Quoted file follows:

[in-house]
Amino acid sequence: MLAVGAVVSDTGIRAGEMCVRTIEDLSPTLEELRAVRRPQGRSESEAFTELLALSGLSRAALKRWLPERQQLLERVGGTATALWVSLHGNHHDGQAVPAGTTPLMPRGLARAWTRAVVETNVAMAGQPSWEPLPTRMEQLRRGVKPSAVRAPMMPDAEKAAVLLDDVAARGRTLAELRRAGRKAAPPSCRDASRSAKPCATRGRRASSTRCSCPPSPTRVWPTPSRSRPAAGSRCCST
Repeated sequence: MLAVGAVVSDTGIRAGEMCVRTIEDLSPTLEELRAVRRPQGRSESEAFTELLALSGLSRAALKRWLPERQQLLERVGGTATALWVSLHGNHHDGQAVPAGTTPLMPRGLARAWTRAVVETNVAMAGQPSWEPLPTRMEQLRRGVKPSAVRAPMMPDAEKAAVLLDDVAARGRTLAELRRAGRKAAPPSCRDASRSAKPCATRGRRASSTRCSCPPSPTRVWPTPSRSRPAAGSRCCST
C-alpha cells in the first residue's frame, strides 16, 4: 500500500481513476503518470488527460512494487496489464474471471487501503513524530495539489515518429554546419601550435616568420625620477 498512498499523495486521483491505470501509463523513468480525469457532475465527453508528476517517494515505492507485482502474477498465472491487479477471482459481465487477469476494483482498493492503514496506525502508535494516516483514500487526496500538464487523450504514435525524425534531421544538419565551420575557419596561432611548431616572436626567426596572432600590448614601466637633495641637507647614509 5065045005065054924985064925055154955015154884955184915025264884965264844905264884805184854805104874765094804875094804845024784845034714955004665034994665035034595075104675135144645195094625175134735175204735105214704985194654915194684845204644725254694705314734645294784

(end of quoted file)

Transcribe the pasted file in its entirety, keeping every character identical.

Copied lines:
[in-house]
Amino acid sequence: MLAVGAVVSDTGIRAGEMCVRTIEDLSPTLEELRAVRRPQGRSESEAFTELLALSGLSRAALKRWLPERQQLLERVGGTATALWVSLHGNHHDGQAVPAGTTPLMPRGLARAWTRAVVETNVAMAGQPSWEPLPTRMEQLRRGVKPSAVRAPMMPDAEKAAVLLDDVAARGRTLAELRRAGRKAAPPSCRDASRSAKPCATRGRRASSTRCSCPPSPTRVWPTPSRSRPAAGSRCCST
Repeated sequence: MLAVGAVVSDTGIRAGEMCVRTIEDLSPTLEELRAVRRPQGRSESEAFTELLALSGLSRAALKRWLPERQQLLERVGGTATALWVSLHGNHHDGQAVPAGTTPLMPRGLARAWTRAVVETNVAMAGQPSWEPLPTRMEQLRRGVKPSAVRAPMMPDAEKAAVLLDDVAARGRTLAELRRAGRKAAPPSCRDASRSAKPCATRGRRASSTRCSCPPSPTRVWPTPSRSRPAAGSRCCST
C-alpha cells in the first residue's frame, strides 16, 4: 500500500481513476503518470488527460512494487496489464474471471487501503513524530495539489515518429554546419601550435616568420625620477 498512498499523495486521483491505470501509463523513468480525469457532475465527453508528476517517494515505492507485482502474477498465472491487479477471482459481465487477469476494483482498493492503514496506525502508535494516516483514500487526496500538464487523450504514435525524425534531421544538419565551420575557419596561432611548431616572436626567426596572432600590448614601466637633495641637507647614509 5065045005065054924985064925055154955015154884955184915025264884965264844905264884805184854805104874765094804875094804845024784845034714955004665034994665035034595075104675135144645195094625175134735175204735105214704985194654915194684845204644725254694705314734645294784